Research Methods in Psychology
The discussion seeks to identify if research methods can be regarded as godly. In general principles, research methods are inspirational in nature; they give guidance and inspiration to the psychologists towards the highest standards of the profession's ethical ideals (Breakwell et al., 2006). They inspire readers of scriptures such as exodus, which explains how God incorporates the wisdom, knowledge, understanding and kinds of workmanship in Bezael. The book of proverbs 3: 27 is among the many that relate psychology to be godly.
The first ethical principle of Psychology is beneficence and Nonmaleficence. It is important to note that the principle reflects on what the scripture gives for conflict resolution. The second principle is fidelity and responsibility. This requires a relationship of trust among the psychologists. The psychologists are urged to be aware of their professional and scientific responsibilities to society and communities to observe continuous professionalism. A similar demand is made in the scripture reading, in exodus. The third principle is integrity. In this principle, the psychologists are required to practice the art of promoting accuracy, honesty and trustworthiness in the science of teaching and practice of psychology (“Ethical Principles of Psychologists and Code of Conduct”, 2012). The fourth general principle requires psychologists to practice justice to all persons, irrespective of their positions or status in the society. Psychologist's actions are supposed to benefit people in equal dimension in terms of process and procedures of their services (Breakwell et al., 2006). The scripture in Matthew recognizes the need for people to be just, through love to all. The last principle is respect for people’s rights and dignity. This principle requires that Psychologists practice the ideals of respect the dignity towards every individual's confidentiality, privacy, and self-determination. Psychologists are conscious that special safeguards may be essential in an effort to safeguard the rights and welfare of vulnerable persons or communities.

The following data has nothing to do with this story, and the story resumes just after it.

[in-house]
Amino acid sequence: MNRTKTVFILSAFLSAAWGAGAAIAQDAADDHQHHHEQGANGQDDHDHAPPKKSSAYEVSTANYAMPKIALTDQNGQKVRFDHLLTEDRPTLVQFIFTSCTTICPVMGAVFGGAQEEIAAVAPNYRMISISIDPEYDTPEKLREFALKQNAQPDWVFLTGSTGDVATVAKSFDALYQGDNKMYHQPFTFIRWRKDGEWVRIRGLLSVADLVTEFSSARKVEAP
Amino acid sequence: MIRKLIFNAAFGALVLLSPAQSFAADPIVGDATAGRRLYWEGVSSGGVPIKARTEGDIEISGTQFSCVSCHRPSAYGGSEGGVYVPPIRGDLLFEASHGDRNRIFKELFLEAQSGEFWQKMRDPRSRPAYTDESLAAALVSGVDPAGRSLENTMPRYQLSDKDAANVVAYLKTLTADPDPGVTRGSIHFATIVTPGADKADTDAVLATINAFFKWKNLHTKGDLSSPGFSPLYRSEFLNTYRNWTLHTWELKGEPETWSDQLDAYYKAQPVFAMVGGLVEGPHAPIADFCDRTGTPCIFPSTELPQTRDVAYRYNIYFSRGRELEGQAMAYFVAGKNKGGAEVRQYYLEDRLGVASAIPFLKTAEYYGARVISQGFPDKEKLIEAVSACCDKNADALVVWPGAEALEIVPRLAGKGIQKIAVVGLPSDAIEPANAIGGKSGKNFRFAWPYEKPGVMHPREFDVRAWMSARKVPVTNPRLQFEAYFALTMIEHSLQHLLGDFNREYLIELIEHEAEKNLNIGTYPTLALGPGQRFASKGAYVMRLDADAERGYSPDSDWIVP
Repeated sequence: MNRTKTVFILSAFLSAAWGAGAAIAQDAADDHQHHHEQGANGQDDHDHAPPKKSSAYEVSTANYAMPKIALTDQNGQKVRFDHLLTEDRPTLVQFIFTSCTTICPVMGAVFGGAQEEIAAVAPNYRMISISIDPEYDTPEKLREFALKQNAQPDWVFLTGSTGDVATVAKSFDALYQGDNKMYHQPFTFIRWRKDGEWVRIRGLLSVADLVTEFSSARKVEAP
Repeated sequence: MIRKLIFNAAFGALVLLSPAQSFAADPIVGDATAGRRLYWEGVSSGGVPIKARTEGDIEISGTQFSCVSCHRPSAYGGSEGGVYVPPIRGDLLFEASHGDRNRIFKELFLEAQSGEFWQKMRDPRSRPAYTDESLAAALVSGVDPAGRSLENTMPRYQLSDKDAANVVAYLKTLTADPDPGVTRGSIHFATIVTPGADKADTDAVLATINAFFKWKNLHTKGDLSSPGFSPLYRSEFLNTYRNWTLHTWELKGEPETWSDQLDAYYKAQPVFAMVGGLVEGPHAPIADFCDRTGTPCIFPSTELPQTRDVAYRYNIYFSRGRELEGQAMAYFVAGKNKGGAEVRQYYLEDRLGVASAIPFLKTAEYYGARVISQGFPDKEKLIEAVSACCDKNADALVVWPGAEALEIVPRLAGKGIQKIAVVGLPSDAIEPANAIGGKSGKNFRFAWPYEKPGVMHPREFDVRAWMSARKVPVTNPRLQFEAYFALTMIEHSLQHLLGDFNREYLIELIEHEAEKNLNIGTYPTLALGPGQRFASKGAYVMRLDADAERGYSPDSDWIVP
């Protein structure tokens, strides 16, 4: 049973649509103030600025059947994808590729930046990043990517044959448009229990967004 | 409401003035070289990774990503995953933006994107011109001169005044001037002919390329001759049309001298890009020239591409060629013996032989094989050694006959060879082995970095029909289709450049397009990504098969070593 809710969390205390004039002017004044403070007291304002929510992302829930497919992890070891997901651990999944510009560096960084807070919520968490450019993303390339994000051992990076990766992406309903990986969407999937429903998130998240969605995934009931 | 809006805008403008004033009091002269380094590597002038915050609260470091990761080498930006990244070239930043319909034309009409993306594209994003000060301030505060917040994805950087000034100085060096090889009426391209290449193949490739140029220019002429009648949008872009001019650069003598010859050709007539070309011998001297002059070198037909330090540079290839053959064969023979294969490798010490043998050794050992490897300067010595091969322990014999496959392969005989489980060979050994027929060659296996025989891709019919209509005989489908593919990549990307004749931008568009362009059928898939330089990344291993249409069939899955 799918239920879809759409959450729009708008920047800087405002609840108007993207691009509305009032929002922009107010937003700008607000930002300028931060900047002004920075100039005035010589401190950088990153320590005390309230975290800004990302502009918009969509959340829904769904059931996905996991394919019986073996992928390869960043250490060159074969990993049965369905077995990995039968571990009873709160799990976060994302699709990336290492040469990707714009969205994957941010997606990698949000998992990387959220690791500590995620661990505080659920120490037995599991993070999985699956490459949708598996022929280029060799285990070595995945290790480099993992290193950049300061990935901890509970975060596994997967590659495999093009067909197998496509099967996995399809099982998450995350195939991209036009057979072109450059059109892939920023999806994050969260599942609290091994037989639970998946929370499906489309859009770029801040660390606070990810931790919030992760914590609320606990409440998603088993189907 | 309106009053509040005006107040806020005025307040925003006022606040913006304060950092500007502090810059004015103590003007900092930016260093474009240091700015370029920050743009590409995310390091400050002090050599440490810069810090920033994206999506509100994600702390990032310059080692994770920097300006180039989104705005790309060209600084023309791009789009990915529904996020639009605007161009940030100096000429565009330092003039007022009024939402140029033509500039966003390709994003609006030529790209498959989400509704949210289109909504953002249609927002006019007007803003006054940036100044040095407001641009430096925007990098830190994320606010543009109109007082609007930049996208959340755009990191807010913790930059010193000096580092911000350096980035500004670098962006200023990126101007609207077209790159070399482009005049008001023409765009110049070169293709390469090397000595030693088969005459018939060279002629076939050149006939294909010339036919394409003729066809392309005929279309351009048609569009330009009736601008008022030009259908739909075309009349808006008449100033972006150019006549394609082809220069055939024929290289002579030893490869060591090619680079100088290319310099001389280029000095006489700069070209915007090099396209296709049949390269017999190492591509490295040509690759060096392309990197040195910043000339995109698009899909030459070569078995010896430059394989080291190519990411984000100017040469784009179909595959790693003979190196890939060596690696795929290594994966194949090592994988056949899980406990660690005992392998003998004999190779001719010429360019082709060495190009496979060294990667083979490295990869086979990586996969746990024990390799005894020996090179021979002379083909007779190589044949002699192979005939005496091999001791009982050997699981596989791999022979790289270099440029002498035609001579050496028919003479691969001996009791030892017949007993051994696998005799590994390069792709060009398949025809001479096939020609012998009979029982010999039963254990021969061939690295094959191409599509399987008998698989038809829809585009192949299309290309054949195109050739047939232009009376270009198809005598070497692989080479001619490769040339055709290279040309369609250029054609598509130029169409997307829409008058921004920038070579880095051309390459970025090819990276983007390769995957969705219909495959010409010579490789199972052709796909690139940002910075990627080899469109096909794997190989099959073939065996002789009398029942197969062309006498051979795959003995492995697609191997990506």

The comparison of research methods and religion denotes that the former may be regarded as godly in its manner of ensuring activities are carried out in the most effective manner.
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